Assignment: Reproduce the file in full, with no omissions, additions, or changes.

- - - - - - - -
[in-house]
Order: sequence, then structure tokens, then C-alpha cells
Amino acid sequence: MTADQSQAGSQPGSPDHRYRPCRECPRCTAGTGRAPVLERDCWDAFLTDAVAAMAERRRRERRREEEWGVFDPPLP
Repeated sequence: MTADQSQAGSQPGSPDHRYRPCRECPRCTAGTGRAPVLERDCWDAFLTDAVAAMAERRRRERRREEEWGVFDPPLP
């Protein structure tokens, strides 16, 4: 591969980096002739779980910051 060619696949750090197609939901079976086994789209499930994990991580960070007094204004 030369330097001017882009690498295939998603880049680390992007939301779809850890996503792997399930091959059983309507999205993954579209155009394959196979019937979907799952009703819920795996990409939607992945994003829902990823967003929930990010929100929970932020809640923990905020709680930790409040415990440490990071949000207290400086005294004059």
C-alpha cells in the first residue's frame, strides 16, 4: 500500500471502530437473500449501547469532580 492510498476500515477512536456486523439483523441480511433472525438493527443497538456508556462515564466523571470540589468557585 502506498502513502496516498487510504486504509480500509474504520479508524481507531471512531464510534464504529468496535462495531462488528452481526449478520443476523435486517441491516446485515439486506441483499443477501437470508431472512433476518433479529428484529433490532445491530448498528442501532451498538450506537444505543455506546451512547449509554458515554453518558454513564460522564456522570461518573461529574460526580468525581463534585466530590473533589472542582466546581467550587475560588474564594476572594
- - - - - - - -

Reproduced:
[in-house]
Order: sequence, then structure tokens, then C-alpha cells
Amino acid sequence: MTADQSQAGSQPGSPDHRYRPCRECPRCTAGTGRAPVLERDCWDAFLTDAVAAMAERRRRERRREEEWGVFDPPLP
Repeated sequence: MTADQSQAGSQPGSPDHRYRPCRECPRCTAGTGRAPVLERDCWDAFLTDAVAAMAERRRRERRREEEWGVFDPPLP
């Protein structure tokens, strides 16, 4: 591969980096002739779980910051 060619696949750090197609939901079976086994789209499930994990991580960070007094204004 030369330097001017882009690498295939998603880049680390992007939301779809850890996503792997399930091959059983309507999205993954579209155009394959196979019937979907799952009703819920795996990409939607992945994003829902990823967003929930990010929100929970932020809640923990905020709680930790409040415990440490990071949000207290400086005294004059």
C-alpha cells in the first residue's frame, strides 16, 4: 500500500471502530437473500449501547469532580 492510498476500515477512536456486523439483523441480511433472525438493527443497538456508556462515564466523571470540589468557585 502506498502513502496516498487510504486504509480500509474504520479508524481507531471512531464510534464504529468496535462495531462488528452481526449478520443476523435486517441491516446485515439486506441483499443477501437470508431472512433476518433479529428484529433490532445491530448498528442501532451498538450506537444505543455506546451512547449509554458515554453518558454513564460522564456522570461518573461529574460526580468525581463534585466530590473533589472542582466546581467550587475560588474564594476572594